Common Law - The FindLaw Consumer Protection Law Blog

February 2015 Archives

E-Filing Your Tax Return? Top 5 Tips to Protect Your Data

You're already worried about identity theft. And you're probably worried about your taxes as well. As it turns out, if you're planning on e-filing your tax return, you might have to worry about someone stealing your data to file a fraudulent tax return.

If you've already e-filed, you may want to confirm with your tax-preparation company or the IRS that only one return has been filed with your Social Security number on it. If you've yet to file, here are a few ways to protect your personal data when e-filing your return:

1. Secure Your SSN.

Most fraudulent tax returns were filed with a stolen Social Security number, the theft of which is distressingly easy. While the worry with SSNs was having your Social Security card stolen from a wallet or purse, now we use the numbers more frequently and online.

We give out our Social Security numbers to employers, health care providers, and even cable companies, so it's no surprise they would targets for hackers. Hackers stole around 6 million Social Security numbers last year, and fraudsters don't need much more information than that in order to file a tax return in your name.

Give out your Social Security number as little as possible, and only use the last four digits when you can. And you should probably find a safe place to store your Social Security card, rather than carrying it around with you.

2. Protect Past Returns.

It's good practice to keep records of our past tax filings, but these can be another source of personal information that identity thieves can exploit. If you're keeping paper copies of previous returns, make sure they are secure. And if you're tossing out old returns, it's best to shred them to avoid exposing your data.

3. Use a Trusted Preparer.

Admittedly, when one of the largest e-filing companies is facing allegations that it allowed online bandits to file millions of fraudulent tax returns, it's hard to know whom to trust. It may help to keep an eye on the news, but ultimately, the convenience of filing our taxes online comes with the risk that criminals will exploit that ease.

4. Report Fraud.

As noted above, confirm with your tax preparation company and the IRS that no other returns have been filed using your Social Security number. If you do discover that someone else has filed a fraudulent return, report the fraud immediately. The Department of Justice is aggressive in prosecuting identity theft and tax fraud cases.

5. Monitor Your Credit Report.

You can check your credit report for free, and it may be your first indicator that someone has stolen your identity or filed a fraudulent tax return. Even if your tax filing went smoothly, you should be diligent about protecting your identity online.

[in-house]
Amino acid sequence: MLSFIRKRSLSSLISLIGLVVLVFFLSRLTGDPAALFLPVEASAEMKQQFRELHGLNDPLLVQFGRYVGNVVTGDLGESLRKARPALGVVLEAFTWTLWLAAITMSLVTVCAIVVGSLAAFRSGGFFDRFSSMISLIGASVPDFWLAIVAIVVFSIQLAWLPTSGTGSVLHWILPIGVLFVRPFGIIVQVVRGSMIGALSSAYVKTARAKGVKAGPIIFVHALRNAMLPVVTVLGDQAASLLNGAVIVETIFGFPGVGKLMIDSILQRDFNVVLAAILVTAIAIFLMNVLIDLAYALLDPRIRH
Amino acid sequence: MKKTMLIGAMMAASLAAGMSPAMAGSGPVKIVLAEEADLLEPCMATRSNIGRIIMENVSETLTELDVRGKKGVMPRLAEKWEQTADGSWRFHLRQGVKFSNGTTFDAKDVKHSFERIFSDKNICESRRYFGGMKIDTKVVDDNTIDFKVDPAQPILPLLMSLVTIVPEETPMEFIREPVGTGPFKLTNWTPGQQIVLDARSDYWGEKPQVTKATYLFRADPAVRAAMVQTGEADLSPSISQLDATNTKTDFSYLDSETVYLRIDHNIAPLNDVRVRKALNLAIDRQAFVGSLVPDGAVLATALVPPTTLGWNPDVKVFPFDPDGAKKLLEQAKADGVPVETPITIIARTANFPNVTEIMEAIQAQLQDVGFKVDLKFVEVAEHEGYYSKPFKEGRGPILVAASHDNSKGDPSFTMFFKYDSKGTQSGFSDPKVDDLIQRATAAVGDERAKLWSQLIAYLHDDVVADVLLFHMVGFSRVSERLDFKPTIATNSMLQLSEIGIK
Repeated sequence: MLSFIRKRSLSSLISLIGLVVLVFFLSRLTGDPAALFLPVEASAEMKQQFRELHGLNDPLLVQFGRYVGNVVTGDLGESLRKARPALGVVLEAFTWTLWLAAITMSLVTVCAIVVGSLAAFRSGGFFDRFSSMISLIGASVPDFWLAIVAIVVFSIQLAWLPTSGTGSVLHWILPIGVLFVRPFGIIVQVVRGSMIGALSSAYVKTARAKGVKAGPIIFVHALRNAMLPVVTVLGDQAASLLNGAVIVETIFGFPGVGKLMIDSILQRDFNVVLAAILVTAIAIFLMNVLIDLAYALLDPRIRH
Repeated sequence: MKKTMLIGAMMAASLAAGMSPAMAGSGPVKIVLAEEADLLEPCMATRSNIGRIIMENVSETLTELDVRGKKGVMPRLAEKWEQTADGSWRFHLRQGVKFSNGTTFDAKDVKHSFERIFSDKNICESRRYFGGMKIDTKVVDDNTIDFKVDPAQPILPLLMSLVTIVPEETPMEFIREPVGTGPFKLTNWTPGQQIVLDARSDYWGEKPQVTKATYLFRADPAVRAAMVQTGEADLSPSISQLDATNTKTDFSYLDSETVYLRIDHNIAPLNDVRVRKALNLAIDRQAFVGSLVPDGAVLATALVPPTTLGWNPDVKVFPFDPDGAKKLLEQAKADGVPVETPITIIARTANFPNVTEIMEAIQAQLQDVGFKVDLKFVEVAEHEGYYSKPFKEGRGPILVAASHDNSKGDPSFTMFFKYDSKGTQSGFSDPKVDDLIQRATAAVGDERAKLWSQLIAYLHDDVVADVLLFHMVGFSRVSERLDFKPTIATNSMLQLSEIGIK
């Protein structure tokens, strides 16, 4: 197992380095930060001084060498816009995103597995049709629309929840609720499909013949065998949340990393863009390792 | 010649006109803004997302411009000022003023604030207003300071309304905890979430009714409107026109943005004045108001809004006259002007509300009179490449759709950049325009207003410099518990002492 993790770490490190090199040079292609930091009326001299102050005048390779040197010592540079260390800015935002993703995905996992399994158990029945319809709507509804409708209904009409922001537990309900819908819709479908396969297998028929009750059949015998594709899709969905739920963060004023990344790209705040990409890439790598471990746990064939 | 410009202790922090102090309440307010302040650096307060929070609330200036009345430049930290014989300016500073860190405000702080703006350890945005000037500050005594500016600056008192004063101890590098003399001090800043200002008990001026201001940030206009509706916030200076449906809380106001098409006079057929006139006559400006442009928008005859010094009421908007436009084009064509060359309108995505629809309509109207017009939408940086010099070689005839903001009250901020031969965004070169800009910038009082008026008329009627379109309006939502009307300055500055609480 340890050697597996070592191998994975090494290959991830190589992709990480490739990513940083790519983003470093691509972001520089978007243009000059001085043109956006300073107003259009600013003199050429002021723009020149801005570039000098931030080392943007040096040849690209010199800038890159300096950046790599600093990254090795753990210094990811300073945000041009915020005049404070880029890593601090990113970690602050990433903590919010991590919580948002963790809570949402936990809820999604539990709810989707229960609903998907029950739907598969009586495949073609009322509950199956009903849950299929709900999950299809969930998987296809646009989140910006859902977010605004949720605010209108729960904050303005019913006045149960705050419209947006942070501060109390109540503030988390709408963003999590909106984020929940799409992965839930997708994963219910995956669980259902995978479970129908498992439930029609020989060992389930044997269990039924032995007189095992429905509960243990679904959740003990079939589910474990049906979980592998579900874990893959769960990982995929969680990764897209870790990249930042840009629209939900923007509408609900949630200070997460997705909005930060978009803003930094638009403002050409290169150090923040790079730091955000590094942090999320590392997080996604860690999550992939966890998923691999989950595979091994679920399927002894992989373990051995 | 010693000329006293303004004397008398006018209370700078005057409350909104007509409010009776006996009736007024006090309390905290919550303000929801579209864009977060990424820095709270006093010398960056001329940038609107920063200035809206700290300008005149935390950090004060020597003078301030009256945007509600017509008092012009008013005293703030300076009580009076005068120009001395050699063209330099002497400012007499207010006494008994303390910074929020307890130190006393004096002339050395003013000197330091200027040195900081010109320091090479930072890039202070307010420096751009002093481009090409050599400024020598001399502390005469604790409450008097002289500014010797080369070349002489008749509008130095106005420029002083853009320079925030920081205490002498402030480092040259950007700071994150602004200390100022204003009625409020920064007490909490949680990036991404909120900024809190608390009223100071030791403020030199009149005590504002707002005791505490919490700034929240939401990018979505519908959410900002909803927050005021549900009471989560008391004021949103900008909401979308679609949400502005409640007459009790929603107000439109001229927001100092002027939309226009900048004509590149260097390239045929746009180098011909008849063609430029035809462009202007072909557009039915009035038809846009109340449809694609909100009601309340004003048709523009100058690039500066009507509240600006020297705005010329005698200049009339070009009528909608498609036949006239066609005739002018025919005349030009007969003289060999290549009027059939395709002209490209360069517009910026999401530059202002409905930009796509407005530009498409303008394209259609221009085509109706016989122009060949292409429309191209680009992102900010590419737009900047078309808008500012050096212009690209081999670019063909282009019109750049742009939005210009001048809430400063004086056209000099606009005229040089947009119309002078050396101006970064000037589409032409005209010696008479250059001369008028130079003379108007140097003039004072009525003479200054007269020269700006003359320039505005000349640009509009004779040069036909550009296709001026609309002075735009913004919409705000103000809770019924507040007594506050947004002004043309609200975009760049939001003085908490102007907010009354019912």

We all love the convenience and time-saving aspects of e-filing for our tax returns. And while e-filing companies can help us file our taxes, it's up to us to protect our personal data.

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The government sent incorrect tax information to some 800,000 people who signed up for insurance plans through HealthCare.gov last year. The error is expected to delay the tax returns for about one out of every five people who used the federal insurance marketplace to avoid tax penalties for being uninsured.

If you were one of these enrollees, what do you need to know about the mix-up, and how will it affect your tax filing?

What Happened?

The error occurred in calculating the premiums for consumers who signed up for Obamacare via HealthCare.gov and received subsidies to help purchase insurance in 2014. These tax credits are based on consumers' income and certain insurance premiums. 

The problem: Some of the insurance premiums were miscalculated, leading to incorrect information on consumers' tax forms. As of yet, officials are not sure why the miscalculation occurred.

How Will It Affect My Taxes?

Because the tax credit calculation uses a taxpayer's income, and because incomes vary, some people will owe more and some will owe less. There's no way to know until those affected by the error receive updated and accurate tax information.

What Should I Do?

If you enrolled in health coverage through HealthCare.gov, you may want to hold off on filing your taxes just yet. The HealthCare.gov website had this to say:

If your form is affected by this issue, you’ll get a call and email from us in the next few days, and you will get a message in your Marketplace account here on HealthCare.gov. Once you log in, you should select your 2014 application, and then select "Tax forms." You will see a message letting you know if your 1095-A form is being corrected. This is also where you will find your corrected form when it is completed. When the corrected form is ready, we’ll send a message to your Marketplace account.

The department is due to deliver corrected tax data to consumers in the first week of March, and has urged consumers to wait to file their taxes and will provide further information to those who already have.

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Anthem Hack Spurs 'Phishing' Email Scam: How to Stay Safe

Following the Anthem hack attack that potentially exposed the personal information of some 80 million customers, another danger has arisen: "Phishing" emails attempting to scam those same customers of even more personal information.

Ars Technica reports that scammers are using the hacked information to email Anthem customers in the hopes of gaining access to customers' personal data. The extent of this phishing campaign is unknown at this time, but Anthem's press release regarding the scam asserts, "There is no indication that the scam email campaigns are being conducted by those that committed the cyber attack, or that the information accessed in the attack is being used by the scammers."

How the Scam Works

Internet scam artists are sending emails designed to look like they are from Anthem and offer recipients free credit monitoring services. Once a recipient clicks on the links embedded in the email, they are prompted to provide personal information to enroll in the service.

These email scams are known as "phishing," and once scammers have access to a person's identifying information, they can use that data to apply for lines of credit, open fraudulent bank accounts, or even steal a person's identity.